Manual-only cameras also tend to have some exposure-related features that actually degrade their usefulness for careful work:

  • Some metered manual cameras have primitive match-needle (or -diode) readouts that actually obscure what is happening. Using any Leica rangefinder, for example, gives you only indications that the exposure is one or more stops off, that it is half a stop off, or that it is on. All the time you are turning the shutter speed dial or aperture ring to make it match, you are disconnected from both numeric values. Although some people may successfully memorize the aperture ring direction and mentally keep track of where it is set, some shutter speed dials turn all the way around, and for most, this is an invitation to guess and randomly attain (or not) the correct exposure. This actually has all of the randomness of a camera running in Program mode – only there is no consistent program. Some cameras display the settings at the same time they display the match needle or diodw (like a Nikon FM2n), but the match-needle still acts only as the roughest indicator.
  • Meterless manual cameras beg the use of handheld meters, which almost universally are averaging meters (either incident or reflected). Not only does the use of these devices inject an extra step into the process, it is often also hard to tell – given the questionable ergonomics of most reflected meters – exactly what they are measuring.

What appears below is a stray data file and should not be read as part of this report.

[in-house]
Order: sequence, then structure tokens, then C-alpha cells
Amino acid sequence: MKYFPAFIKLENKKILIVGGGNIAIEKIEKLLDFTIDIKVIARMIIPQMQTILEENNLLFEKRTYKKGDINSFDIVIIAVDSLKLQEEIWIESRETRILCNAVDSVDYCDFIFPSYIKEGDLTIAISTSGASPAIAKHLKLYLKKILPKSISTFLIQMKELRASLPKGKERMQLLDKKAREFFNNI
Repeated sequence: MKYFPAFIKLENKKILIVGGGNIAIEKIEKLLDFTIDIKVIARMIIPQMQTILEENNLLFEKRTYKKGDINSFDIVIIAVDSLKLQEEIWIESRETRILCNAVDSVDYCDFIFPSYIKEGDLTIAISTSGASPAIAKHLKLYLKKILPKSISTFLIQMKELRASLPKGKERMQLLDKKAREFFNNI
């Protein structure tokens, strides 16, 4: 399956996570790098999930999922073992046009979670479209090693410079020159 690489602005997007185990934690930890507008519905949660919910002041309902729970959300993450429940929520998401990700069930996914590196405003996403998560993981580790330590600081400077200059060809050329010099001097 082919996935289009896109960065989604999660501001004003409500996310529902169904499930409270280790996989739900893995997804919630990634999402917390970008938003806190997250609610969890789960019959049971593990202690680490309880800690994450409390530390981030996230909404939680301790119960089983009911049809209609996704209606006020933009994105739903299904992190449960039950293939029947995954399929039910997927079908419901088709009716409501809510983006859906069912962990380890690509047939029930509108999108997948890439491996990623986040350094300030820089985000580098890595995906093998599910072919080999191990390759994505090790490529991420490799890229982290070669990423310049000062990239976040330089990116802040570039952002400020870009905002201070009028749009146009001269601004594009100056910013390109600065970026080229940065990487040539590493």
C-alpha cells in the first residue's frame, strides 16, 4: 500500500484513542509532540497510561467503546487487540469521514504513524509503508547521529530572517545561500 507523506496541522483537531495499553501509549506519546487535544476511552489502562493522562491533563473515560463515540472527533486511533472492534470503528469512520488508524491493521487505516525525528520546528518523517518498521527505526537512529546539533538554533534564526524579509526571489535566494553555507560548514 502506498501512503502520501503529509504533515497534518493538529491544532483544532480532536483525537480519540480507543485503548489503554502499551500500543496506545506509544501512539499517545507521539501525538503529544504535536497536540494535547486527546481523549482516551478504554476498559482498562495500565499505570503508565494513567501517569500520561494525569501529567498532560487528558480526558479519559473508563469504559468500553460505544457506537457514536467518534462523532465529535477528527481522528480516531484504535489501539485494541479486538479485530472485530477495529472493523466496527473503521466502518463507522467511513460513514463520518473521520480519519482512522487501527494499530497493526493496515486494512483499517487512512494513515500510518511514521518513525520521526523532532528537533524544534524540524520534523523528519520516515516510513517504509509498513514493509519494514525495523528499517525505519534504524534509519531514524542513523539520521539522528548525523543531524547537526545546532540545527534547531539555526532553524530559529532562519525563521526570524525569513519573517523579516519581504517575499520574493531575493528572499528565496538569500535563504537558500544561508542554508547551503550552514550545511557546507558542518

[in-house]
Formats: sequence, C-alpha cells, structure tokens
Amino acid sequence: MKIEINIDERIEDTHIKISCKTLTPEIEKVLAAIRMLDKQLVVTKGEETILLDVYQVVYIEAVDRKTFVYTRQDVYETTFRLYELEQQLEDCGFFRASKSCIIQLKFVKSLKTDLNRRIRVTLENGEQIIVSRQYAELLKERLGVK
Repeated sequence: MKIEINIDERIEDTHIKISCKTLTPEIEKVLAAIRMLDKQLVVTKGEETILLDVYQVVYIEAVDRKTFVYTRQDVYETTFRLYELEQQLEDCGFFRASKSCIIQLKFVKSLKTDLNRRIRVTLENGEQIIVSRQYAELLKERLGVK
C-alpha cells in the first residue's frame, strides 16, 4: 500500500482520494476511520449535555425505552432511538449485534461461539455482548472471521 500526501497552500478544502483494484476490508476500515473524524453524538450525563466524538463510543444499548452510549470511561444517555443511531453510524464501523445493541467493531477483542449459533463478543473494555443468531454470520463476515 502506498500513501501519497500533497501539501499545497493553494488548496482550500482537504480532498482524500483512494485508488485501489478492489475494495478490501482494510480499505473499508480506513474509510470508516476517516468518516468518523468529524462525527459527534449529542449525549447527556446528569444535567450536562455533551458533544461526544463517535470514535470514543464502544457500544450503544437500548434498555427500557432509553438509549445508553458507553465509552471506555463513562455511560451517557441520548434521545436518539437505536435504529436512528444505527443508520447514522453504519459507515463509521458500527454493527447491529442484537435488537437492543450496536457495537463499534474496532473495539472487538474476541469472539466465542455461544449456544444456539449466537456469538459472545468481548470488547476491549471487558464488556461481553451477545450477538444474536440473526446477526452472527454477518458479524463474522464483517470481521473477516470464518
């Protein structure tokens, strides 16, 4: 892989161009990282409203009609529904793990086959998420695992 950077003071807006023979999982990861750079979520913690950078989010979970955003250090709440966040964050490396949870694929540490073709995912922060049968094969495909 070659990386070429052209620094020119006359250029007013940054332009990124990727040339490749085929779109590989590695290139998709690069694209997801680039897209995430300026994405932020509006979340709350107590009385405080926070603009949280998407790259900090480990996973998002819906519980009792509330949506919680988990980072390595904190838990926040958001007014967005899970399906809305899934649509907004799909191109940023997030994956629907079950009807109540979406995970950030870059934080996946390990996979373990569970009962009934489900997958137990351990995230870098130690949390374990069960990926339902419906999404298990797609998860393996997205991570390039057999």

• Many manual cameras only have whole stops for apertures and shutter speeds. High precision, high thought work may want an intermediate speed or intermediate f/stop. Cameras that set these variables tend to be able to set them continuously or in one-half to one-third stops.

And there is rarely a reason to choose a manual camera over an automated one with manual override (assuming the automatic one otherwise does what you want to do – and recognizing that sometimes the manual camera is the one you happen to own).